The Will

A few days before Penny Long made her reality TV show debut last January on CBS' The Will, the Arizona Republic ran a feature on the Cave Creek woman predicting that "You will read about her in Us Weekly, . . . spot her on Access Hollywood, and come into work on Monday morning and talk Penny, Penny, Penny . . ."

The Republic was dead wrong. The Will was to have followed Penny, fourth wife of local developer Bill Long, as she battled a gaggle of relatives over who would inherit a ranch owned by her ancient and very wealthy (but not yet dead) husband. Instead, the network canceled the series after just one episode, making The Will one of the biggest flops in TV history. See ya later, Penny.

Standing nine feet tall, weighing in at five hundred pounds, this enormous monstrosity can put any bar mascot to shame. Set at the entrance of Hurricane Bay in north Phoenix, a giant replica of a volcano inspired by Mount Wannahockaloogy from the Disney movie Finding Nemo transports patrons directly to the Islands. Complete with a waterfall and smoke billowing from the top, the nameless sculpture overlooks a dance floor lighted in turquoise, and a grass-skirted bar, and can be seen from every point in the equally oversize nightspot. Some believe that if you touch the behemoth for good luck, you are destined to find the beautiful virgin before she is sacrificed to the gods.
Owned by local real estate investor Michael A. Pollack, this funky modern theater boasts a lobby filled with video games, autographed photos, and life-size cardboard figures of celebrities, which patrons love to use for funny photo ops. But the truly edgy stuff happens on the big screens, where award-winning indie films make their Valley premières, and artsy repertory films get exposure, too. Every summer, the theater hosts the "One Night Cinema" series, which presents first-run, award-winning foreign films such as Moolaadé, Lost Embrace, and Vodka Lemon. In January and February, the cinema hosts the Sun Lakes Jewish Film Festival, where acclaimed yarns such as Left Luggage and Zahor get a chance to shine on the silver screen. Tempe Pollack Cinemas is also a great place for local film companies to share their works; the theater recently hosted the world première of Phoenix Film Project's Laws of Deception.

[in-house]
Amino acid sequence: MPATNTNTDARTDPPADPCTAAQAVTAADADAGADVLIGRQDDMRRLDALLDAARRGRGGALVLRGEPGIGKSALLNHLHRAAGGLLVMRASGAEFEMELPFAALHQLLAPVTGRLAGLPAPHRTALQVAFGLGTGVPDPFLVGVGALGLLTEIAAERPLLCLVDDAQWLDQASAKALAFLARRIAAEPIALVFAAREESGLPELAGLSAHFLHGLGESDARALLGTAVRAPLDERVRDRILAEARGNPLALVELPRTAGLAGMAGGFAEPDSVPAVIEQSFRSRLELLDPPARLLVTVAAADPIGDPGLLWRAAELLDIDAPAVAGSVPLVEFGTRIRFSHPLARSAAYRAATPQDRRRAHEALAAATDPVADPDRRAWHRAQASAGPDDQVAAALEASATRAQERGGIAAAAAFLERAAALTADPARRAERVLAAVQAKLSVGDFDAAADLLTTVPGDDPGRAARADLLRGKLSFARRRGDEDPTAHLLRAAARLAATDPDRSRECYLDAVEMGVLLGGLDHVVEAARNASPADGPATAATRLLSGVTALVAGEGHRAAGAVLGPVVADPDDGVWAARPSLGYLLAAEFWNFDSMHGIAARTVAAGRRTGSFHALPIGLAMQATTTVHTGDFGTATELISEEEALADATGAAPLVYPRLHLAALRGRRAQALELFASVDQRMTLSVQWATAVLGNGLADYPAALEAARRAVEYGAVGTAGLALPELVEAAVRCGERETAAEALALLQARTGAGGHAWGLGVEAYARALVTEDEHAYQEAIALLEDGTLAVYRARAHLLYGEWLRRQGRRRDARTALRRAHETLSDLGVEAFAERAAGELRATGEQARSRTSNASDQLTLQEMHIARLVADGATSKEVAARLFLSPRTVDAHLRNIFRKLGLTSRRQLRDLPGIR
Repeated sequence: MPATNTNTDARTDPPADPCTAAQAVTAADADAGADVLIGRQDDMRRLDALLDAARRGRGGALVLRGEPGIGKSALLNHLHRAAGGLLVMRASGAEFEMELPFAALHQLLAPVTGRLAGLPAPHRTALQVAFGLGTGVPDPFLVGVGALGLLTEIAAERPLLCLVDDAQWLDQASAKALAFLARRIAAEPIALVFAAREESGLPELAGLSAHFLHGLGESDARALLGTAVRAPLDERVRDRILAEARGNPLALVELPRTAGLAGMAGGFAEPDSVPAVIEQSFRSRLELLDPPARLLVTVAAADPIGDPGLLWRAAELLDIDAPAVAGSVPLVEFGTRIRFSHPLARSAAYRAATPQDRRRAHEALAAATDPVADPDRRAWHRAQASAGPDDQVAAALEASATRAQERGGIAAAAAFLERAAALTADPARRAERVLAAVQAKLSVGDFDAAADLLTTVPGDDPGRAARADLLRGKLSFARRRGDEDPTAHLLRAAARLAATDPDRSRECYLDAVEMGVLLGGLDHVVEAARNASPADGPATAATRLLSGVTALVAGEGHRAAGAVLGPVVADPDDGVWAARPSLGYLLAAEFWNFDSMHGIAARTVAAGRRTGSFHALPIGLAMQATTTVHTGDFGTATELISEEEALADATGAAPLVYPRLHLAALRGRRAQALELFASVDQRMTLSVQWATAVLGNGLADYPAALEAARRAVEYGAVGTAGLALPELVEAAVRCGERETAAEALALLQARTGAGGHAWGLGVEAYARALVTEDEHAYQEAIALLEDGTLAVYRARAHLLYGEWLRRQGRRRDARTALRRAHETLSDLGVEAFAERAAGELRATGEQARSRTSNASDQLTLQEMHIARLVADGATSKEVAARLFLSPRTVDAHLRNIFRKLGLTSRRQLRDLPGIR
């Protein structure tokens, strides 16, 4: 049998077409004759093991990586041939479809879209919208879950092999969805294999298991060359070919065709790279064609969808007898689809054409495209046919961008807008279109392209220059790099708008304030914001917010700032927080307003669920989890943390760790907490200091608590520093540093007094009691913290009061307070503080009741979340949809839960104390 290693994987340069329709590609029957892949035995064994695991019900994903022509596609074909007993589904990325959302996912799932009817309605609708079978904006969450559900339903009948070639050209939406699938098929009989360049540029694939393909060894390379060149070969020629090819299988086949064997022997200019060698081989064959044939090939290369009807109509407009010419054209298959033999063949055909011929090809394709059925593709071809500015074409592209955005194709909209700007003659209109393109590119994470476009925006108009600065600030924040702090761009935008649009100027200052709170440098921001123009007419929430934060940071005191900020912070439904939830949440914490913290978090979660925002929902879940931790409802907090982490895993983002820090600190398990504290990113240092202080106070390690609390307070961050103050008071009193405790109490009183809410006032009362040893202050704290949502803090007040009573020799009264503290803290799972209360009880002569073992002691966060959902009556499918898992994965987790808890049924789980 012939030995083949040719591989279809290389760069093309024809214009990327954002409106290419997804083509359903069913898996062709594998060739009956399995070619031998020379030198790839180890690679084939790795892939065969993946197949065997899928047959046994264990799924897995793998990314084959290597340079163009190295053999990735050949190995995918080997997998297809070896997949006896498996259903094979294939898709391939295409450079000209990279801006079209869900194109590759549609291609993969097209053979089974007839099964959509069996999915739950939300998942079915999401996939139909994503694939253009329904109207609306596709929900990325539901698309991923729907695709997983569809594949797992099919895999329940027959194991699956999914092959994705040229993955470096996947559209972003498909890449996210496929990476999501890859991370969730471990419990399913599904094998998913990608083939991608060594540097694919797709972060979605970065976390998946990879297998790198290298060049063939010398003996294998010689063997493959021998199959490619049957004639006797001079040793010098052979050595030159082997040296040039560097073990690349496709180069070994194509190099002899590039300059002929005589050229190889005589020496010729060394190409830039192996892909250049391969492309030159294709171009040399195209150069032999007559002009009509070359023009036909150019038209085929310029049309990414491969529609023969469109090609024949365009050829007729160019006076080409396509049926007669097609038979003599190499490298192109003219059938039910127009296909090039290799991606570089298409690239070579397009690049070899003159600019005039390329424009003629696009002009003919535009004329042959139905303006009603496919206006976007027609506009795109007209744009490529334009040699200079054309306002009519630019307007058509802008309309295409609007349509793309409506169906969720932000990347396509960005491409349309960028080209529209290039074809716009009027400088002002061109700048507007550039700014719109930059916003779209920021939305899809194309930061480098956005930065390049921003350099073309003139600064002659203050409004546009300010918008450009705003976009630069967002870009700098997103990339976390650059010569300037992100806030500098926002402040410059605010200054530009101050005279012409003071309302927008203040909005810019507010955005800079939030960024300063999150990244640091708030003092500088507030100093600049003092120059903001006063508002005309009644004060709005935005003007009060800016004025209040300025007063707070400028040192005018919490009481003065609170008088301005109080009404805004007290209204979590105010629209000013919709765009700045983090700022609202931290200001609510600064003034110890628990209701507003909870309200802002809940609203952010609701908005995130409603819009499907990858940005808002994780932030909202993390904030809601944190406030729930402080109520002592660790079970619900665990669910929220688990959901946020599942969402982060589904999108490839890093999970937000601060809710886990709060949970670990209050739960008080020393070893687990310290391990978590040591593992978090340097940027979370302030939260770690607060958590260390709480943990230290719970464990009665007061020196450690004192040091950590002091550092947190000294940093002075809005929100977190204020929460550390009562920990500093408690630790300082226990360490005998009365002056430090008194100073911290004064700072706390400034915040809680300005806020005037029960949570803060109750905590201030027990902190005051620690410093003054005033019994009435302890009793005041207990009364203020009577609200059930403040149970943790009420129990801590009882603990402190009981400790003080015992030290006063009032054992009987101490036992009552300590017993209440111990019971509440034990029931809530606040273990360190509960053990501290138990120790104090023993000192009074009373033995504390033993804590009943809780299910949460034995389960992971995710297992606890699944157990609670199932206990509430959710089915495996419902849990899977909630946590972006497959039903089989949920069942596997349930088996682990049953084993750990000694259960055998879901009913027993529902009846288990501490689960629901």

We're happy to see one brave soul go up against the Valley's movie monopoly.

Jackie Mercandetti
Sure, you can see and be seen all night long in the clubs, but in some circles, gelato has become the new nightcap -- and everyone who's anyone is slurping it up. It's a true Experience, hanging at The Gelato Spot, which shares a strip mall with Zen 32, Delux, and Hava Java. On a recent visit we spotted Arizona Republic columnist Bob Robb rubbing his tired, hard-worked brow over his little cup. Another time, Shelly Cohn and Mollie Trivers, Valley culture vulturettes, held court. The location is key, but it's the gelato and the accompanying service that make this place such a magnet. The fresh-fruit sorbets are lovely, as are the heavier selections -- the traditional Italian tiramisu (just like the dessert of the same name), bacio (chocolate-hazelnut) and torroncino (hazelnut, honey and almond). The worst-kept secret in town is that you don't actually have to buy any sorbet at The Gelato Spot: The friendly staff will give you so many tastes, you'll be full by the time someone asks for your order. But be a sport, buy something -- remember, people are watching.
Turns out Phoenicians prefer Ferris Bueller to The Birds. This completely unscientific observation took place this summer, during Phoenix City Councilman Tom Simplot's Moonlight Movies series. The movies, shown in the amphitheater at Steele Indian School Park, drew revelers of all ages, who picnicked before the movies, and munched on popcorn and ice cream for sale by vendors through the evening. Ferris Bueller's Day Off drew the largest crowd of the summer, with The Princess Bride a close second.

Simplot was there to canoodle at every showing this summer. He marvels at the diversity of the crowd -- single, married, gay, straight -- but yes, mostly families. (Who else really wants to see Shrek 2 again?) "Young families love these movies," Simplot says. "Date night with the kids, and nobody cares if the kids are rowdy."